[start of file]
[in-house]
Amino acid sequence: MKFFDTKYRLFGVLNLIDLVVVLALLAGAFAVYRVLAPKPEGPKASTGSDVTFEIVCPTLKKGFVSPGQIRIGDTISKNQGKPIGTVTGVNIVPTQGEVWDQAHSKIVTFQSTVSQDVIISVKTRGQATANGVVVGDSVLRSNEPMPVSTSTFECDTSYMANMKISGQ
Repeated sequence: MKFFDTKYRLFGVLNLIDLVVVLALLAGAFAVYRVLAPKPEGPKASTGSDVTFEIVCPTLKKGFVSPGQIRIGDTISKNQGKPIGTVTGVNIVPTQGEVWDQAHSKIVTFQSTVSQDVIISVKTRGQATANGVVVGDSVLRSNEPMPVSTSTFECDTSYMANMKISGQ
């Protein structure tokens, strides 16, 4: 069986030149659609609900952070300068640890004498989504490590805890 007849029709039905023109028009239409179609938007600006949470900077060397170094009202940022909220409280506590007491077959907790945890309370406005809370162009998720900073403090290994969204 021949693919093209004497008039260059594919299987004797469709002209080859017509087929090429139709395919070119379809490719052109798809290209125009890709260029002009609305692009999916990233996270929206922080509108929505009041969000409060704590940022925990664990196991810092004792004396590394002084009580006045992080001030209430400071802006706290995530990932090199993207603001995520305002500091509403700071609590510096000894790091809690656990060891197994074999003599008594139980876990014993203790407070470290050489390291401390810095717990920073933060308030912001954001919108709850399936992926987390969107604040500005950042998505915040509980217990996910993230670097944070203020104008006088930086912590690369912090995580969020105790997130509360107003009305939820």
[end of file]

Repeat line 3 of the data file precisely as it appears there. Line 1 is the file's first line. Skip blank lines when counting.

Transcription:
Repeated sequence: MKFFDTKYRLFGVLNLIDLVVVLALLAGAFAVYRVLAPKPEGPKASTGSDVTFEIVCPTLKKGFVSPGQIRIGDTISKNQGKPIGTVTGVNIVPTQGEVWDQAHSKIVTFQSTVSQDVIISVKTRGQATANGVVVGDSVLRSNEPMPVSTSTFECDTSYMANMKISGQ